The Prayer House: Faithful, Therapeutic and Consolidating
By AJ Keith, Communications Intern
Sisters of the Visitation House (from left) Andrea Koverman, Louise Lears, Annie Klapheke and Tracy Kemme use the prayer house built to respond to their community in a unique way.
Against the backdrop of the Visitation House in West Price Hill (Cincinnati, Ohio) stands a modest sign that indicates a place in the community where people can unite for the same purpose: to deliver their prayer requests. This place of communal prayer allows the Sisters of Charity, who created the prayer house for their community, to empathize with their neighbors and the issues that they face.
The Visitation House neighborhood has an ethnically diverse makeup of its populace. Because of this, it is made vulnerable to systemic issues that commonly affect minorities, namely the Hispanic communities experiencing poverty. With so many issues existing around them, the Sisters of Charity who reside at the Visitation House felt a desire to contribute to their community in a unique way. S. Annie Klapheke felt that the best way to respond to the needs of their community would be to use the unifying experience of prayer. This resulted in the creation of a prayer house where members of the community could submit their special intentions. S. Annie’s father and self-taught carpenter, Mike Klapheke, built the prayer house that became such a success. A wooden sign in front of the prayer house, which was created by S. Shirley Le Blanc, instructs people to write their prayer request on a piece of paper and place it in the small prayer house, similar to a mailbox. “Our hope for the prayer house is that our neighbors will know that we care about them and that we want their lives and concerns to become a part of our prayer,” she says.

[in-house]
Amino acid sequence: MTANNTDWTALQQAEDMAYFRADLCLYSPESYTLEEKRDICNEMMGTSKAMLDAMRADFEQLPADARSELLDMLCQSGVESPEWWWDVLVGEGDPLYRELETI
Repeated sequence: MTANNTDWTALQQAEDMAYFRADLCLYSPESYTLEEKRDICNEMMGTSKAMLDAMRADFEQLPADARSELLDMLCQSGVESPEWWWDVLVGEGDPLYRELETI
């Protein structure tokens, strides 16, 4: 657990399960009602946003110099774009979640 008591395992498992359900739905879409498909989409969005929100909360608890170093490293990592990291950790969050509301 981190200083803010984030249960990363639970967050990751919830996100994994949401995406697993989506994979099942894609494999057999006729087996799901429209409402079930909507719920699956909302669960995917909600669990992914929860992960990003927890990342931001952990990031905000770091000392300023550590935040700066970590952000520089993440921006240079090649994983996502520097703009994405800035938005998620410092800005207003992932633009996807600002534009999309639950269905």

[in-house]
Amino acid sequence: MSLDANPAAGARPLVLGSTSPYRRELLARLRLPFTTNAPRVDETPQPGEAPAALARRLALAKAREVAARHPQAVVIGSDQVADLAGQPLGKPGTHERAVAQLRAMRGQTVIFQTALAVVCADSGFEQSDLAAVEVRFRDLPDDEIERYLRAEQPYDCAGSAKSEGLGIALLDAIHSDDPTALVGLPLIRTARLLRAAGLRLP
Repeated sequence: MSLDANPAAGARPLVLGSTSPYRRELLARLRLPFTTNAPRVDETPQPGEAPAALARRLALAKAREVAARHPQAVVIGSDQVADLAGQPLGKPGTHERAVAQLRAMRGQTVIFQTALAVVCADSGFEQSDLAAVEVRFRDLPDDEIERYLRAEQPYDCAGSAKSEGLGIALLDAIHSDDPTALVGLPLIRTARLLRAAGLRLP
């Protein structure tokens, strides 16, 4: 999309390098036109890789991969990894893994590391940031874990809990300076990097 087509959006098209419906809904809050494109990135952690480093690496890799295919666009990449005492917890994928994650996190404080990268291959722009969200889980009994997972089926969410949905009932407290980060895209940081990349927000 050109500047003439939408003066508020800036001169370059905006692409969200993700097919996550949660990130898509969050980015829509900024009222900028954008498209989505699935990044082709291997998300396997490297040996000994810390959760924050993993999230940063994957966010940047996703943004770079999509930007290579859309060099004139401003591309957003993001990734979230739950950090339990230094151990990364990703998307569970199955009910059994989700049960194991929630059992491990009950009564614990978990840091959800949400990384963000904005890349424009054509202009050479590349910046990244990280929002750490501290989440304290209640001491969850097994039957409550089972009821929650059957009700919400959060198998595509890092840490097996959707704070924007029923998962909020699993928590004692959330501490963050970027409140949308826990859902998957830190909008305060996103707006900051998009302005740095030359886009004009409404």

The first prayer request was received within 24 hours of the sign being posted and word quickly spread throughout the neighborhood. “I think the project was such a hit because it taps into a common human longing: to have hope in a higher power, a power that many people recognize as God,” S. Annie says. The number of requests can vary from three to eight prayers a week, most of which are delivered on foot.
The Sisters were surprised not only by the volume of people who are participating in the project, but also by the diversity of people that come to share in the experience. One case of this was when a burly man stepped out of his pick-up truck to submit his prayer request. One of the Sisters retrieved the request, which compassionately asked for prayers for his dog who was suffering from seizures. While the prayer house gives people a chance to ease the suffering of others, it also serves to ease the suffering of one’s self; such was the case when the prayer house received a two-page letter which depicted a woman’s struggle with addiction. “It seemed like simply writing the letter and expressing herself in words provided a small bit of healing,” she says. These prayer requests are read aloud by the Sisters in their daily morning prayer to help the needs of their community.S. Annie found that the project is in accordance with the Sisters of Charity Constitutions which state: “We seek to testify to God’s active presence in and among peoples... and reinforce by the testimony of our lives that God is present in and concerned about human affairs.” Prayer, she believes, is one of the many ways that people can testify to God’s active presence, but the prayer house allows members of the community to testify against certain systemic injustices that are prevalent in their locality. This has inspired them to make changes to achieve equanimity in the city of Cincinnati. Sister would recommend to any religious institution to take part in a project similar to this one because it allows others to become aware of the issues that hide in plain sight.